Historical Item

Grateful Dead "Steal Your Face" Logo First Stenciled

Was reading an interesting article/interview about LSD pioneer chemist Owsley "the Bear" Stanley and hopped over to his site for further reading. In 1969, Stanley and artist Bob Thomas worked out the Grateful Dead logo to mark the band's equipment (here's his story). At first, it was just the three-colored lightening bolt, and was used as a stencil.

In the account, Stanley describes how it became a stencil:

"At the warehouse I told Bob the idea that I had, and he made a quick sketch. A mutual friend, Ernie Fischbach, who was visiting with Bob, said 'Give it to me, I'll show you an easy way to put it on the boxes.' Whereupon he proceeded to cut holes in a couple of pieces of stencil paper. One was a circular hole, about 5 1/2 inches in diameter, and the other was a part of a circle 5 inches in diameter. But it was a half circle with a jagged edge. Then he held the stencil to an amp and sprayed a circle of white paint. Then with one side up, the red half circle went on top of the dried white paint and after wiping off the red and turning the stencil over, the blue was applied. This was the first version, and we put it on to all our gear. It helped make it easier to find our stuff in the crunch. I still have an old toolbox with one of the stencils on it."

Scott Williams Receives SFAI's 2005 Adeline Kent Award

Scott Williams's Main Stencil Archive
Here is Scott's San Francisco Arts Institute's Adeline Kent Award Exhibit Stencil Archive

Scott Williams is an artist who has quietly made an indelible mark on the Bay Area landscape with his highly detailed, public stencil and spray-paint murals, paintings, and objects. Since the early 1980s, Williams's work has primarily taken the form of indoor and outdoor murals in gallery and non-art settings, but artist books, retail signage, nightclub bathroom walls, and art cars have all served as his media.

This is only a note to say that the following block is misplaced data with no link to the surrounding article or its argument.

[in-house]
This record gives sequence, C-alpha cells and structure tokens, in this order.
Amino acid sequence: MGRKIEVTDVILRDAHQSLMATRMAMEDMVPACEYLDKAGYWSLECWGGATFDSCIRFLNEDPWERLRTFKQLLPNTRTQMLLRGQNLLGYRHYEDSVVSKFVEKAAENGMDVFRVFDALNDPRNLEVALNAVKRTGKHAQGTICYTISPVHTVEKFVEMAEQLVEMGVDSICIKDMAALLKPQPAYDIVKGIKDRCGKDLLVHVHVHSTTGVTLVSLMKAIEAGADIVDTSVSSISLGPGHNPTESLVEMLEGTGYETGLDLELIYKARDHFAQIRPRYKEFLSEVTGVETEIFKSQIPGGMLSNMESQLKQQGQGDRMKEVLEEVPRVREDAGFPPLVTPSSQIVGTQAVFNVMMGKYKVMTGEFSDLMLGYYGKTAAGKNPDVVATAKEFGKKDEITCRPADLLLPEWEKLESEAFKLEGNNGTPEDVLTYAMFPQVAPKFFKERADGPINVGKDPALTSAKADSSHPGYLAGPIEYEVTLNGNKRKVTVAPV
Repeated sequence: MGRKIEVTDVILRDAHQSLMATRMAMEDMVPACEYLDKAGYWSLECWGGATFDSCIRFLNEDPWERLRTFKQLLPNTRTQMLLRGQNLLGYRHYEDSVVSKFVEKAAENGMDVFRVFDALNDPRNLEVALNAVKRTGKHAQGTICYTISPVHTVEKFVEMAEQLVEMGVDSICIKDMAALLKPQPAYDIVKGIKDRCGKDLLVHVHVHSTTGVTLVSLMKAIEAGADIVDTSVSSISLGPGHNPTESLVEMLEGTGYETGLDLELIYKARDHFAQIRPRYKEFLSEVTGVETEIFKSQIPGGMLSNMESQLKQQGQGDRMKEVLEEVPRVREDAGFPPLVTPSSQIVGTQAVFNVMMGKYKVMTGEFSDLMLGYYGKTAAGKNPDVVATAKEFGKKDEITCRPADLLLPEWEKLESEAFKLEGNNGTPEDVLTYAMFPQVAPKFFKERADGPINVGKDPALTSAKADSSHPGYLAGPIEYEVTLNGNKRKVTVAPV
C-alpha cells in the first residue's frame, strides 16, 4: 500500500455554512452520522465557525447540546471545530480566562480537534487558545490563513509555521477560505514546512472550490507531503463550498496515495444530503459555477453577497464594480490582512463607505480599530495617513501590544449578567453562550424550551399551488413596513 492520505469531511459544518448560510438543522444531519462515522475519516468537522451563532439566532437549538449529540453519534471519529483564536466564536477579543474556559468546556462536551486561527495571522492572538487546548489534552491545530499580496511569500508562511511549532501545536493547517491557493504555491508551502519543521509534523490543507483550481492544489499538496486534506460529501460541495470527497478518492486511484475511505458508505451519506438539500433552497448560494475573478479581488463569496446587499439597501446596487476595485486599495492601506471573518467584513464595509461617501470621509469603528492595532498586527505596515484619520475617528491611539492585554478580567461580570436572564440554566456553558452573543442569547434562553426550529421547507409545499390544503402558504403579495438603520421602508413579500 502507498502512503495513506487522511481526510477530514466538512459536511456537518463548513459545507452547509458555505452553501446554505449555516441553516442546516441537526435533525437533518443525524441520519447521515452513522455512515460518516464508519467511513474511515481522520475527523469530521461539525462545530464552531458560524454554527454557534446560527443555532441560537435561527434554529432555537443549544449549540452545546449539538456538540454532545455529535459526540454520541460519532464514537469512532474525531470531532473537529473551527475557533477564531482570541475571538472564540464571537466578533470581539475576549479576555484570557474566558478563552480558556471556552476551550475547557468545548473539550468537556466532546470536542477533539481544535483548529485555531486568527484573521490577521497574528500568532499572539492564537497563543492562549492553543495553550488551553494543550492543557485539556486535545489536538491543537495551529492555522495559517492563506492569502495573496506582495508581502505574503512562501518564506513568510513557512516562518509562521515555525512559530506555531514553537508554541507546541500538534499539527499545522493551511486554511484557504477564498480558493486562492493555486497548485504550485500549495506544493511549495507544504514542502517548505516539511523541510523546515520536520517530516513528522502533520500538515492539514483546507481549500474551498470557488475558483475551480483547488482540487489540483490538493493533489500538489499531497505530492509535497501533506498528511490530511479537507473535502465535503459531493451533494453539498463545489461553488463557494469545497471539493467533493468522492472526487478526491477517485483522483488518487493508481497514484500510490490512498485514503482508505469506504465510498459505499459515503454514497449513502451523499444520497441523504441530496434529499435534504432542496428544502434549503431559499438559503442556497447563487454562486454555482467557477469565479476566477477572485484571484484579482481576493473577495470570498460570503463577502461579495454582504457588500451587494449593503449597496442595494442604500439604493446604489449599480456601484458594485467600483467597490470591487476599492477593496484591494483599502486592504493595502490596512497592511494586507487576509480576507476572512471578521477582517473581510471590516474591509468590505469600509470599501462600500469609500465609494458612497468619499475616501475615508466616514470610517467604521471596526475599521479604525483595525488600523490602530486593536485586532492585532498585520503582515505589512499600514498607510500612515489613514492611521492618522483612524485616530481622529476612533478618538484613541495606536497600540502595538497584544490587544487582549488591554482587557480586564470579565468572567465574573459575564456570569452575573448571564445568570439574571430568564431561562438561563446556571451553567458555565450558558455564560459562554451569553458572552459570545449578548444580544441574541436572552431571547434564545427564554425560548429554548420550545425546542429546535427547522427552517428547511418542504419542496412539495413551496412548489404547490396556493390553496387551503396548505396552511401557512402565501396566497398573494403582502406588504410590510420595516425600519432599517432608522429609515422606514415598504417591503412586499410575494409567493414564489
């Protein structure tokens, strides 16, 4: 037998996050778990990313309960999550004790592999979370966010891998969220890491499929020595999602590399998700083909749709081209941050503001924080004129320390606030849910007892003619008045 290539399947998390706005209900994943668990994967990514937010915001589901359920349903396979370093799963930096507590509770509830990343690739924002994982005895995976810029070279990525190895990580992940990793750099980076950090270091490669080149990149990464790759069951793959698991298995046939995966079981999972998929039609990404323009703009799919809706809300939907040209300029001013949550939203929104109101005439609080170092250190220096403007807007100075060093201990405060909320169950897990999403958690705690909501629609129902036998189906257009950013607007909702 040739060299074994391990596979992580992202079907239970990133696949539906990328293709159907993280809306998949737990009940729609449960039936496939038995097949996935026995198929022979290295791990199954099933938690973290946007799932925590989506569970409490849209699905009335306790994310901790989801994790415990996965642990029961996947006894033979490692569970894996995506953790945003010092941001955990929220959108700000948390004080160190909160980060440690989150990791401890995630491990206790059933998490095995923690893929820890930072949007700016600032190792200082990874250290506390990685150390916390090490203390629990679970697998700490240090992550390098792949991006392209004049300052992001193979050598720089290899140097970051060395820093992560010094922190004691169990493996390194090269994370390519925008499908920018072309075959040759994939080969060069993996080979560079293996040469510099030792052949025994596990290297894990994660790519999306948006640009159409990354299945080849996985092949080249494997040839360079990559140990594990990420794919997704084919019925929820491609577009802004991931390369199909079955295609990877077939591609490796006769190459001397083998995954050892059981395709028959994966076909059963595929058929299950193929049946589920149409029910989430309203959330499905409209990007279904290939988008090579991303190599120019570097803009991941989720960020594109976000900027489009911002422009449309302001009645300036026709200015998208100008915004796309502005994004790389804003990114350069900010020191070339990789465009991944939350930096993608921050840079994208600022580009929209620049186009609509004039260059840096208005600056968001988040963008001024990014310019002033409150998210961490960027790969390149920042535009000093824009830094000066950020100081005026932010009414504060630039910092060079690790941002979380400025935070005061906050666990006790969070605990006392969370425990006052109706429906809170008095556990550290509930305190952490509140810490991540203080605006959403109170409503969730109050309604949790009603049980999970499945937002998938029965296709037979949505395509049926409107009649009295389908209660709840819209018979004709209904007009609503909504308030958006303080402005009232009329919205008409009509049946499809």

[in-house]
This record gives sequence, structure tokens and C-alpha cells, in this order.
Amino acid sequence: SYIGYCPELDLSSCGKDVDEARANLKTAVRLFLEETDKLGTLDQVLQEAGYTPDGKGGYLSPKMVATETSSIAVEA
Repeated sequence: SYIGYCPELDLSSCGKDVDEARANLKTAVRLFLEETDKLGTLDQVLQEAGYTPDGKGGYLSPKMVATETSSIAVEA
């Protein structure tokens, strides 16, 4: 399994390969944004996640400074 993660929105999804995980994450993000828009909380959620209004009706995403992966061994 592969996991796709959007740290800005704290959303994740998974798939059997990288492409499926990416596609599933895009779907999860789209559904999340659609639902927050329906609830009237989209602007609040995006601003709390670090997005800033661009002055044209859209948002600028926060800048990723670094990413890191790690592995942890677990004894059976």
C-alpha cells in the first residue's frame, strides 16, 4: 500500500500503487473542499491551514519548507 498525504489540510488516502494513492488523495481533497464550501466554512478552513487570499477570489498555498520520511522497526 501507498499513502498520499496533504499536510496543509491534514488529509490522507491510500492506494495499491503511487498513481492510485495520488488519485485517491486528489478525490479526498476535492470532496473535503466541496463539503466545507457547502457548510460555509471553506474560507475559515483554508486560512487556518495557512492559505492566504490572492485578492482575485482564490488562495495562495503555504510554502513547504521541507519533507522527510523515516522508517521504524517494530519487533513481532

A California native and long-time San Francisco resident, Williams prolifically channels the spirits of psychedelic poster illustration, punk-rock show flyers, appropriation art, political activism, and contemporary street art that has strong and internationally influential roots in this city. His fruitful (not to mention maximal) merger of aesthetics and more than 20 years of devotion to his work make him a particularly fitting choice for the Adaline Kent Award, which honors notable artists of the Golden State.

His is a practice that unfolds in living, breathing West Coast locations. The Mission District flat where Williams lives and works is almost an installation work unto itself. The walls and furniture are covered with stenciled images of pop icons, gorillas, dictators, film stars, fish, art historical references, bicyclists, and a free-ranging selection of subjects. Atop the wall paintings are layers of discrete works on wood, paper, found furniture, black velvet paintings, and whatever else he can get his hands on.

Along with a hefty, but still modest, sampling of the many paintings and objects in his home and studio, this exhibition includes a number of Williams's Exacto cut stencils, essentially re-usable byproducts of his work that are remarkable objets in their own right. Intricate in a way that seems the antithesis of the gritty street context of the murals, the stencils provide a rare insight into the process of their making. The artist has described them as "stored energy"; whether recent or vintage, these works convey Williams's vibrant commitment to creating and sharing his vision.

Glen Helfand, Guest Curator for SFAI

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